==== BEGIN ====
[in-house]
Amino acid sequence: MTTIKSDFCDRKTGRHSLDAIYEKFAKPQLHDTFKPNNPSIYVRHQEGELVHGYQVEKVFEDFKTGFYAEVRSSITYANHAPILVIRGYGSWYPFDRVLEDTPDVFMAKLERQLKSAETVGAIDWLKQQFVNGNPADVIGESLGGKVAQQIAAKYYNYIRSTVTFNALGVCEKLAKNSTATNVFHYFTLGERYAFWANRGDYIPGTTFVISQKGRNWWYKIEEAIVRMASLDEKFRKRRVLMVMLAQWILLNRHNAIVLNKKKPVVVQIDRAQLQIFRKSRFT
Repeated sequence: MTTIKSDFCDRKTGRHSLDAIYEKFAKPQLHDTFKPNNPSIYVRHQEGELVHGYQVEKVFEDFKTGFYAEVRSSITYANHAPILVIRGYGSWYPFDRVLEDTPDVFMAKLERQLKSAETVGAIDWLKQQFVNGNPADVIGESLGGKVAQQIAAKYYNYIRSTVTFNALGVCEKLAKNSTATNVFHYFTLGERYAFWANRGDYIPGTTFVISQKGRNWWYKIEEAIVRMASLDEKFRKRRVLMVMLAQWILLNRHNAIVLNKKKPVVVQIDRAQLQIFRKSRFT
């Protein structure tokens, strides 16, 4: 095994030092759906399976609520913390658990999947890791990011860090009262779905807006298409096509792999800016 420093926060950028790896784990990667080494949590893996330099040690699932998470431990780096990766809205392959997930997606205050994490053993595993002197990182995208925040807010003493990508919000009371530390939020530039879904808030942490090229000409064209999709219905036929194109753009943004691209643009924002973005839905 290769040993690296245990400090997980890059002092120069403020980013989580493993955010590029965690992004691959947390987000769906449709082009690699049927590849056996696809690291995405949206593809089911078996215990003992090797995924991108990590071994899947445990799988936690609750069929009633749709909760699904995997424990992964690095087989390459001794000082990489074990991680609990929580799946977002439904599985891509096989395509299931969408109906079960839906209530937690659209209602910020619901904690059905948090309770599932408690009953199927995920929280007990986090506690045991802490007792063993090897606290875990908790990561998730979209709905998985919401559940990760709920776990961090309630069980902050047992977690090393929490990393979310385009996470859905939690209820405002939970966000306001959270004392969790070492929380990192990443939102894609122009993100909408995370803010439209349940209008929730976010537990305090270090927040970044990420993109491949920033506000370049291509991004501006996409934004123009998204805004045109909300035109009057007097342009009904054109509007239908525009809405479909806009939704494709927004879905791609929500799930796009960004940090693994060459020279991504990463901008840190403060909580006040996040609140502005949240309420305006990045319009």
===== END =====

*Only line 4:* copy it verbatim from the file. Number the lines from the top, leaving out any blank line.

């Protein structure tokens, strides 16, 4: 095994030092759906399976609520913390658990999947890791990011860090009262779905807006298409096509792999800016 420093926060950028790896784990990667080494949590893996330099040690699932998470431990780096990766809205392959997930997606205050994490053993595993002197990182995208925040807010003493990508919000009371530390939020530039879904808030942490090229000409064209999709219905036929194109753009943004691209643009924002973005839905 290769040993690296245990400090997980890059002092120069403020980013989580493993955010590029965690992004691959947390987000769906449709082009690699049927590849056996696809690291995405949206593809089911078996215990003992090797995924991108990590071994899947445990799988936690609750069929009633749709909760699904995997424990992964690095087989390459001794000082990489074990991680609990929580799946977002439904599985891509096989395509299931969408109906079960839906209530937690659209209602910020619901904690059905948090309770599932408690009953199927995920929280007990986090506690045991802490007792063993090897606290875990908790990561998730979209709905998985919401559940990760709920776990961090309630069980902050047992977690090393929490990393979310385009996470859905939690209820405002939970966000306001959270004392969790070492929380990192990443939102894609122009993100909408995370803010439209349940209008929730976010537990305090270090927040970044990420993109491949920033506000370049291509991004501006996409934004123009998204805004045109909300035109009057007097342009009904054109509007239908525009809405479909806009939704494709927004879905791609929500799930796009960004940090693994060459020279991504990463901008840190403060909580006040996040609140502005949240309420305006990045319009």